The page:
1. The summary of the contraventions does not accord precisely with the particulars in the Application–Contravention, but it is sufficiently accurate for present purposes. Given the contraventions were admitted, there was no argument over the particularity of the pleading. The gravamen of the first set of contraventions and the third contravention is that the mother failed to act as ordered, thereby precluding the child from spending time with the father. The gravamen of the second contravention is that the mother failed to provide her contact details to the father.
  2. In her endeavour to prove the existence of reasonable excuse for her contraventions, the mother relied upon:
    1. Her affidavit filed on 24 January 2012;
    2. The affidavit of her treating psychiatrist, Dr N, filed on 19 January 2012; and
    1. The affidavit of Dr L filed on 19 January 2012.
  3. The mother was also permitted, with the consent of the father, to adduce some additional oral evidence-in-chief dealing with the reason for her refusal to supply the father with her contact details.
  4. There was no dispute about either the procedural or substantive law by which the dispute would be determined.
  5. The procedure is prescribed by the Family Law Rules 2004 (Cth) (Rule 21.08).
  6. The Family Law Act 1975 (Cth) (“the Act”) prescribes, firstly, that the onus falls upon the mother to establish the existence of reasonable excuse (ss 70NDA(c)), and secondly, the standard of proof required is on the balance of probabilities (s 70NAF).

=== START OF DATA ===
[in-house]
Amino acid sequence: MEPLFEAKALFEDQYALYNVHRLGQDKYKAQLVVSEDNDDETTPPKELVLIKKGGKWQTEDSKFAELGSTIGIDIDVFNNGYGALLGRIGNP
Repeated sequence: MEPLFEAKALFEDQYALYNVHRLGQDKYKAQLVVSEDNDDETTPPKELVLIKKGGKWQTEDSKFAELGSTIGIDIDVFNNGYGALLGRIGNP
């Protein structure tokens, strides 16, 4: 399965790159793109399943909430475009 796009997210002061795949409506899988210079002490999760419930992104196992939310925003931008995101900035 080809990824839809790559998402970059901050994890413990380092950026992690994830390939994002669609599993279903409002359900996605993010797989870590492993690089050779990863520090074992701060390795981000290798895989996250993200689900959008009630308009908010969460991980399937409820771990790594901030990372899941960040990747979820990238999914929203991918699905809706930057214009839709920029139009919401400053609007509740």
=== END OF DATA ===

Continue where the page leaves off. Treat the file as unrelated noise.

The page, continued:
7. There was no suggestion, either express or implied, that the mother did not understand her obligations under the interim parenting orders.
  8. At least in respect of the first set of contraventions and the third contravention, the mother’s defence hinged entirely upon her ability to prove the existence of reasonable excuse pursuant to the provisions of s 70NAE(5) of the Act. The mother’s defence did not rely upon any other circumstances (s 70NAE(1)).
  9. Section 70NAE(5) provides as follows:
    • (5) A person (the respondent) is taken to have had a reasonable excuse for contravening a parenting order to the extent to which it deals with whom a child is to spend time with in a way that resulted in a person and a child not spending time together as provided for in the order if:
      • (a) the respondent believed on reasonable grounds that not allowing the child and the person to spend time together was necessary to protect the health or safety of a person (including the respondent or the child); and